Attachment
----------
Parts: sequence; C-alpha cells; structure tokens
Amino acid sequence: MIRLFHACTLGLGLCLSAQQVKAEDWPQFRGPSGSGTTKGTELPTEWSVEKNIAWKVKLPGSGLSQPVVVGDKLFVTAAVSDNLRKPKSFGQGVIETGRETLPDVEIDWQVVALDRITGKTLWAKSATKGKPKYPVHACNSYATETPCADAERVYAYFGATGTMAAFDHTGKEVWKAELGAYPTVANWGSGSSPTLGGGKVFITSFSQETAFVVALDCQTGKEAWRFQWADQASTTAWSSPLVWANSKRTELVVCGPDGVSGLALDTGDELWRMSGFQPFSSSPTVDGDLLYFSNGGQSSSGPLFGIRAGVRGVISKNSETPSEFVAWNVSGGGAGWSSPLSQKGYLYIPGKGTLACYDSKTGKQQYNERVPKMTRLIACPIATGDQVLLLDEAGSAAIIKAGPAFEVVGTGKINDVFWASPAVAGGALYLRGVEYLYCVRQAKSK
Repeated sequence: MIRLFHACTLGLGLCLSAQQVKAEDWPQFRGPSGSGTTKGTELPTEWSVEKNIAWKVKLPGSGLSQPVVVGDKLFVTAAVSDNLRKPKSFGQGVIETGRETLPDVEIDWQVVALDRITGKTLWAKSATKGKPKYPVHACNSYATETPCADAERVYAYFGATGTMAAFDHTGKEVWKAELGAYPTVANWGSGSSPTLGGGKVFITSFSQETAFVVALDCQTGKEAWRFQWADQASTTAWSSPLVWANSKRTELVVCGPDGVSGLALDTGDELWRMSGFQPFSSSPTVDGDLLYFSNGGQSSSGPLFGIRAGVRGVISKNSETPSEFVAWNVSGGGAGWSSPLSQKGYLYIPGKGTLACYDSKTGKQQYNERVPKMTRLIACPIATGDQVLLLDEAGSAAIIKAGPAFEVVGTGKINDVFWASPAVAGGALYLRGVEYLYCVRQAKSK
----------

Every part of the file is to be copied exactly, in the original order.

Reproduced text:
Parts: sequence; C-alpha cells; structure tokens
Amino acid sequence: MIRLFHACTLGLGLCLSAQQVKAEDWPQFRGPSGSGTTKGTELPTEWSVEKNIAWKVKLPGSGLSQPVVVGDKLFVTAAVSDNLRKPKSFGQGVIETGRETLPDVEIDWQVVALDRITGKTLWAKSATKGKPKYPVHACNSYATETPCADAERVYAYFGATGTMAAFDHTGKEVWKAELGAYPTVANWGSGSSPTLGGGKVFITSFSQETAFVVALDCQTGKEAWRFQWADQASTTAWSSPLVWANSKRTELVVCGPDGVSGLALDTGDELWRMSGFQPFSSSPTVDGDLLYFSNGGQSSSGPLFGIRAGVRGVISKNSETPSEFVAWNVSGGGAGWSSPLSQKGYLYIPGKGTLACYDSKTGKQQYNERVPKMTRLIACPIATGDQVLLLDEAGSAAIIKAGPAFEVVGTGKINDVFWASPAVAGGALYLRGVEYLYCVRQAKSK
Repeated sequence: MIRLFHACTLGLGLCLSAQQVKAEDWPQFRGPSGSGTTKGTELPTEWSVEKNIAWKVKLPGSGLSQPVVVGDKLFVTAAVSDNLRKPKSFGQGVIETGRETLPDVEIDWQVVALDRITGKTLWAKSATKGKPKYPVHACNSYATETPCADAERVYAYFGATGTMAAFDHTGKEVWKAELGAYPTVANWGSGSSPTLGGGKVFITSFSQETAFVVALDCQTGKEAWRFQWADQASTTAWSSPLVWANSKRTELVVCGPDGVSGLALDTGDELWRMSGFQPFSSSPTVDGDLLYFSNGGQSSSGPLFGIRAGVRGVISKNSETPSEFVAWNVSGGGAGWSSPLSQKGYLYIPGKGTLACYDSKTGKQQYNERVPKMTRLIACPIATGDQVLLLDEAGSAAIIKAGPAFEVVGTGKINDVFWASPAVAGGALYLRGVEYLYCVRQAKSK